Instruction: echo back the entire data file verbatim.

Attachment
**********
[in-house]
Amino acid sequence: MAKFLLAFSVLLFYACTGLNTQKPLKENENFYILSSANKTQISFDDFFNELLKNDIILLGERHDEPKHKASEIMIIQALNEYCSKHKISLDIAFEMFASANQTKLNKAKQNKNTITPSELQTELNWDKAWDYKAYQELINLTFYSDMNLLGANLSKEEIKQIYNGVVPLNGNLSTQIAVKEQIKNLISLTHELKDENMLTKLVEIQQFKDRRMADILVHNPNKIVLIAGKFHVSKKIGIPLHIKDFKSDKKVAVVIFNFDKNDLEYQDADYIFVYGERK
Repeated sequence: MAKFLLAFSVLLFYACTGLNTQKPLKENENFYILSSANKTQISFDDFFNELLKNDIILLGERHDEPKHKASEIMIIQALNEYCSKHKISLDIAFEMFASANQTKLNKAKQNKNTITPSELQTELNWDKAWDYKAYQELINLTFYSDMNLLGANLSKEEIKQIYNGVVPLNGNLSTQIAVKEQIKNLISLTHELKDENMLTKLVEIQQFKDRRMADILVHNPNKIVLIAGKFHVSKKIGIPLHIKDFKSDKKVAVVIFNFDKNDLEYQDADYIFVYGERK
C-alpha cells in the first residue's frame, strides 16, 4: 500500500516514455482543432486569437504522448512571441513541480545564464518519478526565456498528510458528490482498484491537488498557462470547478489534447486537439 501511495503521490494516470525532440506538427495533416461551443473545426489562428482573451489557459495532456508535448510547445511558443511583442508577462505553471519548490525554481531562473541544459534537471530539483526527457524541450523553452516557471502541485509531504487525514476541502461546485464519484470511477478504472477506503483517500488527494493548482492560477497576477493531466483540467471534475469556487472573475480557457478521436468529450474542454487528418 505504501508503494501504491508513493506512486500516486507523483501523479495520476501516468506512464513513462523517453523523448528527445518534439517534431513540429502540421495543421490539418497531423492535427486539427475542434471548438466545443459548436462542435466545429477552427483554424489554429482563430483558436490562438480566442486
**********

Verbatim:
[in-house]
Amino acid sequence: MAKFLLAFSVLLFYACTGLNTQKPLKENENFYILSSANKTQISFDDFFNELLKNDIILLGERHDEPKHKASEIMIIQALNEYCSKHKISLDIAFEMFASANQTKLNKAKQNKNTITPSELQTELNWDKAWDYKAYQELINLTFYSDMNLLGANLSKEEIKQIYNGVVPLNGNLSTQIAVKEQIKNLISLTHELKDENMLTKLVEIQQFKDRRMADILVHNPNKIVLIAGKFHVSKKIGIPLHIKDFKSDKKVAVVIFNFDKNDLEYQDADYIFVYGERK
Repeated sequence: MAKFLLAFSVLLFYACTGLNTQKPLKENENFYILSSANKTQISFDDFFNELLKNDIILLGERHDEPKHKASEIMIIQALNEYCSKHKISLDIAFEMFASANQTKLNKAKQNKNTITPSELQTELNWDKAWDYKAYQELINLTFYSDMNLLGANLSKEEIKQIYNGVVPLNGNLSTQIAVKEQIKNLISLTHELKDENMLTKLVEIQQFKDRRMADILVHNPNKIVLIAGKFHVSKKIGIPLHIKDFKSDKKVAVVIFNFDKNDLEYQDADYIFVYGERK
C-alpha cells in the first residue's frame, strides 16, 4: 500500500516514455482543432486569437504522448512571441513541480545564464518519478526565456498528510458528490482498484491537488498557462470547478489534447486537439 501511495503521490494516470525532440506538427495533416461551443473545426489562428482573451489557459495532456508535448510547445511558443511583442508577462505553471519548490525554481531562473541544459534537471530539483526527457524541450523553452516557471502541485509531504487525514476541502461546485464519484470511477478504472477506503483517500488527494493548482492560477497576477493531466483540467471534475469556487472573475480557457478521436468529450474542454487528418 505504501508503494501504491508513493506512486500516486507523483501523479495520476501516468506512464513513462523517453523523448528527445518534439517534431513540429502540421495543421490539418497531423492535427486539427475542434471548438466545443459548436462542435466545429477552427483554424489554429482563430483558436490562438480566442486